NASA’s Rover Sends Home Captivating Selfie of Martian Landscape

One Last

NASA's Curiosity , which landed on Mars in 2012, has been camping out at Vera Rubin Ridge — a wide ridge that overlooks the Red Planet's Gale crater — since September of 2017.

But it's finally ready to say goodbye and make its way down to a clay region of Mount Sharp, a massive mountain that towers 18,000 ft (5,500 m) over the crater's floor.

To commemorate the moment, Curiosity snapped 57 images that scientists later composited into a — one of Curiosity's much-beloved moves.

Martian Clay

The Vera Rubin Ridge was the place where NASA scientists found the first signs of water-like mineral signatures using the Mars Reconnaissance Orbiter.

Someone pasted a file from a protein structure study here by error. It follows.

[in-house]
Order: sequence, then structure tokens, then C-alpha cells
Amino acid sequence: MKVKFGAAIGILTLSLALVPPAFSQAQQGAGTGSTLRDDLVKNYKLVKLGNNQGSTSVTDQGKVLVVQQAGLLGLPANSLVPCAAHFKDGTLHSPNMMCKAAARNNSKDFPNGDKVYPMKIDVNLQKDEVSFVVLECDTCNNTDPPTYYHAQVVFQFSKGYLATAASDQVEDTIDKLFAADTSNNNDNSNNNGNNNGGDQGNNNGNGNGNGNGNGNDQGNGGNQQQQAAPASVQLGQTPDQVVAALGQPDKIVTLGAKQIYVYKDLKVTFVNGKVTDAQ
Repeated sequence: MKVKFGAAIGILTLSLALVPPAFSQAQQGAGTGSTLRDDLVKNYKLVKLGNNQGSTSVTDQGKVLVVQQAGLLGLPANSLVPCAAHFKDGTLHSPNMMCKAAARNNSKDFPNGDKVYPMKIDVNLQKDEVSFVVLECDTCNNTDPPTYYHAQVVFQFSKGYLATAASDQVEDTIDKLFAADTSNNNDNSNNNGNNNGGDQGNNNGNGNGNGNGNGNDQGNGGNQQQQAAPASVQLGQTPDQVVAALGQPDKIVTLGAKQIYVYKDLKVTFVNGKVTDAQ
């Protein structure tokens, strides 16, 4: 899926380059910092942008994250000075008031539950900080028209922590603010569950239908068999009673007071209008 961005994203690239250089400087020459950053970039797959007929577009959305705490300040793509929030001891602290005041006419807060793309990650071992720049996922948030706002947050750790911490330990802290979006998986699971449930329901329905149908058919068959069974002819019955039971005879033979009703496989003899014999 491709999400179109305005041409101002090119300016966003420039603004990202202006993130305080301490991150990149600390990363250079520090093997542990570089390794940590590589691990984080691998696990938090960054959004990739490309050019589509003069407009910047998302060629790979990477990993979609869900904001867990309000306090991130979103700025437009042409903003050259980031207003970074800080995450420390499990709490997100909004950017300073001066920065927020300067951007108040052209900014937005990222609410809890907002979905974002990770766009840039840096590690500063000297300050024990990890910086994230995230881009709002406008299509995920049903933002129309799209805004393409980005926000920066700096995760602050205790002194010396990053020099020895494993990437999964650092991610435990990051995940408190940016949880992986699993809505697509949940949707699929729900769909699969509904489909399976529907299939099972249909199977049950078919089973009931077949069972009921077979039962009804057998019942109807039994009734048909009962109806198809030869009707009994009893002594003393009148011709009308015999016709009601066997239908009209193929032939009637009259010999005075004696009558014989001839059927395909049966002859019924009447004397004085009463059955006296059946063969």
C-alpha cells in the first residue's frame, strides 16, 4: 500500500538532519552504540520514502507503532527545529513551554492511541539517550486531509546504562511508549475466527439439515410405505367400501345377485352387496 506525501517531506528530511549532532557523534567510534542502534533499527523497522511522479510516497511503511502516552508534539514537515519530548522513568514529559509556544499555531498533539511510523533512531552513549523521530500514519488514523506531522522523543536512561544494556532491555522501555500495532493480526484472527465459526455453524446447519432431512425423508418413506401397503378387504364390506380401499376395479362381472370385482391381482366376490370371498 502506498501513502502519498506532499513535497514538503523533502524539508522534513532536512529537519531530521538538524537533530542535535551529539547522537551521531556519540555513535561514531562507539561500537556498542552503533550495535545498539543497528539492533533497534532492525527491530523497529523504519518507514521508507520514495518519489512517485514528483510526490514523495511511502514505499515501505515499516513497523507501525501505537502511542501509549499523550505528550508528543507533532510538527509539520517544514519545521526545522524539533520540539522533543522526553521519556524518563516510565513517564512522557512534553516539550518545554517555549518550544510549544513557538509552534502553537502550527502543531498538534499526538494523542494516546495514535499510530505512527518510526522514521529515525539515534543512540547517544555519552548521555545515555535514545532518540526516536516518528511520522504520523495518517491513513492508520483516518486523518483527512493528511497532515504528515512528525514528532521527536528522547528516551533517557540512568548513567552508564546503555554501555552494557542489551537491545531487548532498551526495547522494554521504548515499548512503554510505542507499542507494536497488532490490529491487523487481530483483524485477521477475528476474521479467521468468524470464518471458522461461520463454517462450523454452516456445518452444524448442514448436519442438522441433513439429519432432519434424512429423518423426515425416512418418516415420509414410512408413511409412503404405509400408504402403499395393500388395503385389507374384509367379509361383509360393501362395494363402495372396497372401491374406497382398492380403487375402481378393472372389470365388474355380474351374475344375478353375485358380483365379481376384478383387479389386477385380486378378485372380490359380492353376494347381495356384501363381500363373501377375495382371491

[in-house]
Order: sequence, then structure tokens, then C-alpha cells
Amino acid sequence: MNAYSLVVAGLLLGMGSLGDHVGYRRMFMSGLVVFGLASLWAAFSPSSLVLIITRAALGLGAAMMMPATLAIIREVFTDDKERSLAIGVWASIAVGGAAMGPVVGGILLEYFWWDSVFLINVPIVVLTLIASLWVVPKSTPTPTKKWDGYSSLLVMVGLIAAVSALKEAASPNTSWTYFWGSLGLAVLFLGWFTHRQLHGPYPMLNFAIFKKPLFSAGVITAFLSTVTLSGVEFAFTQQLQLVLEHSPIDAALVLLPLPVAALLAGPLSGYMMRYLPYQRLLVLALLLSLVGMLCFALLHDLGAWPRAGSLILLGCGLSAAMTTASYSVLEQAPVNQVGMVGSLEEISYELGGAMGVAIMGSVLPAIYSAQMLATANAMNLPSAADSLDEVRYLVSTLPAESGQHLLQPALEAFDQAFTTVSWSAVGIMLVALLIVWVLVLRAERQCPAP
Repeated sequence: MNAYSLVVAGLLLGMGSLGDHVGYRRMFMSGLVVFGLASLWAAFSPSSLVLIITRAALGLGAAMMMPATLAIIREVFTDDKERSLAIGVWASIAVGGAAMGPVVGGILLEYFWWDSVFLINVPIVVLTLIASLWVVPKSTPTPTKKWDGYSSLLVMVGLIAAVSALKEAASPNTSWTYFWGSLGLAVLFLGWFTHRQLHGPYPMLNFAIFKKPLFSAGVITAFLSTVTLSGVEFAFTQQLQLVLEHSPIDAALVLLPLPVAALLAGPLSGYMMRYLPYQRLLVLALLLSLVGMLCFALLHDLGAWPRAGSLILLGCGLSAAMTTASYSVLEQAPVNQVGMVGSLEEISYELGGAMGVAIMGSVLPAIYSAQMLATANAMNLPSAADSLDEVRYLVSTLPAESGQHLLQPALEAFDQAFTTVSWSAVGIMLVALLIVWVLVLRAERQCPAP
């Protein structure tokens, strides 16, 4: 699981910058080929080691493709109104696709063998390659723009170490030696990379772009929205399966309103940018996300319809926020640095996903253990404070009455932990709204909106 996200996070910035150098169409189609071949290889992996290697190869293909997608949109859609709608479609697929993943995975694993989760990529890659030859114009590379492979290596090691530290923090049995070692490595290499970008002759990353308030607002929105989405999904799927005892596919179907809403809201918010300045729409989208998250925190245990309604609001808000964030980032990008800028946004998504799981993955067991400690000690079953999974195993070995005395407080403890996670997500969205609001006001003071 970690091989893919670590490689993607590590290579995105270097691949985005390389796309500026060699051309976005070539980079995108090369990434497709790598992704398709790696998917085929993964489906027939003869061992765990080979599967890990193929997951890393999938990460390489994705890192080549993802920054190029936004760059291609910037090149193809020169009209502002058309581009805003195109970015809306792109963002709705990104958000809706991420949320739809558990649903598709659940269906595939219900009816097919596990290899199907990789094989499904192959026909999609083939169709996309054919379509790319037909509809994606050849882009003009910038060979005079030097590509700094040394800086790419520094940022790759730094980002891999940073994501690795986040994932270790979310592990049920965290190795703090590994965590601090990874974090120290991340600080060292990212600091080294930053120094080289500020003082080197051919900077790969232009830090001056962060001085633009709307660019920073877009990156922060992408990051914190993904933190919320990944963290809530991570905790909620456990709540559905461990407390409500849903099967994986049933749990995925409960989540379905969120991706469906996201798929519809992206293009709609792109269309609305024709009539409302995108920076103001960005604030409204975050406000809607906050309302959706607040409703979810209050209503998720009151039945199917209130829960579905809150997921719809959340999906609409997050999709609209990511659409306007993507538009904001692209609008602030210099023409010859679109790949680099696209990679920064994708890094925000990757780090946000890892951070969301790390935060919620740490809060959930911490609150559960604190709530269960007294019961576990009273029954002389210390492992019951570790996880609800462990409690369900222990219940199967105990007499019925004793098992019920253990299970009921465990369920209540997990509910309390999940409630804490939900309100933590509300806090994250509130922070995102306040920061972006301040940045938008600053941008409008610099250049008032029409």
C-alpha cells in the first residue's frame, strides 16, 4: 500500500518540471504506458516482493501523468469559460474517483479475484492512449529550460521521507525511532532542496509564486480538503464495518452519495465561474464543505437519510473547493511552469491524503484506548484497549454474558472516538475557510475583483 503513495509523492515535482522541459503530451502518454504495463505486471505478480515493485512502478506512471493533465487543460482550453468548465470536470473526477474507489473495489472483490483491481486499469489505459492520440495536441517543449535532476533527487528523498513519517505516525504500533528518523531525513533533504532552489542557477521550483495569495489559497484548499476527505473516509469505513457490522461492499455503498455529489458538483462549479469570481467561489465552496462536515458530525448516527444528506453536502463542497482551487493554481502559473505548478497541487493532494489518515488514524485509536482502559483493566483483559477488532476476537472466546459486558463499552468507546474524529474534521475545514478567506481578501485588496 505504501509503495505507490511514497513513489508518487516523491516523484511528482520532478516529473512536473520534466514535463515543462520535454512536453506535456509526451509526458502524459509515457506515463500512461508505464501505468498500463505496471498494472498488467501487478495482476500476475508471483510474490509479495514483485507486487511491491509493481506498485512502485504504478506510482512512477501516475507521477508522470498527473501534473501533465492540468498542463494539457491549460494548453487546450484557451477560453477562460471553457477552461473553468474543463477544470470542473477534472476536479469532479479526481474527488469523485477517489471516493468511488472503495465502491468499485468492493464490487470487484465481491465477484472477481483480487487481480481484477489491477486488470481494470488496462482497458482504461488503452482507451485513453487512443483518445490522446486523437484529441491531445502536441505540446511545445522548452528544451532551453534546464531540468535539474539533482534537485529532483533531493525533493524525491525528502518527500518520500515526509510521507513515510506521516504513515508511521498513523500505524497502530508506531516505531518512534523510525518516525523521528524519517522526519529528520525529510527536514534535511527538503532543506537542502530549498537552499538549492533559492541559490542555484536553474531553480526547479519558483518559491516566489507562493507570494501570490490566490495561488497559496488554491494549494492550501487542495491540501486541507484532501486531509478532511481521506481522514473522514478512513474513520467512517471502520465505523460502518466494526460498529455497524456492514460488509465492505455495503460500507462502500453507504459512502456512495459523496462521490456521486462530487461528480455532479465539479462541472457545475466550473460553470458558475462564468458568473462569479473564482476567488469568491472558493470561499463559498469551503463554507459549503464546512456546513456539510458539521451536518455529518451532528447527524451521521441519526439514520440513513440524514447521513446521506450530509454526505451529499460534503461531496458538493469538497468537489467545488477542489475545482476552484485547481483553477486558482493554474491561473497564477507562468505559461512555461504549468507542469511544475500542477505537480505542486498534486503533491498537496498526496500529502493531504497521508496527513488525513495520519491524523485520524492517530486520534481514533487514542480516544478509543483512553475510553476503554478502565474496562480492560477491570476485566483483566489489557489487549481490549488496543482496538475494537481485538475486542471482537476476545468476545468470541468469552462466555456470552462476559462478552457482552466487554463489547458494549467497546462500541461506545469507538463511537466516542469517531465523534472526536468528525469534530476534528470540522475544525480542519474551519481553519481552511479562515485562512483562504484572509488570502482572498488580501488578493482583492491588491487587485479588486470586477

Curiosity also drilled the floor of the Ridge 19 times to sample the surface.

Mount Sharp's “clay-bearing unit,” as NASA's Jet Propulsion Lab calls it, is just south of the Vera Rubin Ridge and will become Curiosity's newest lab. The clay could hold important clues about the history of the Gale crater — scientists suspect it could be a dried up lake.

READ MORE: Curiosity Says Farewell to Mars' Vera Rubin Ridge [JPL]

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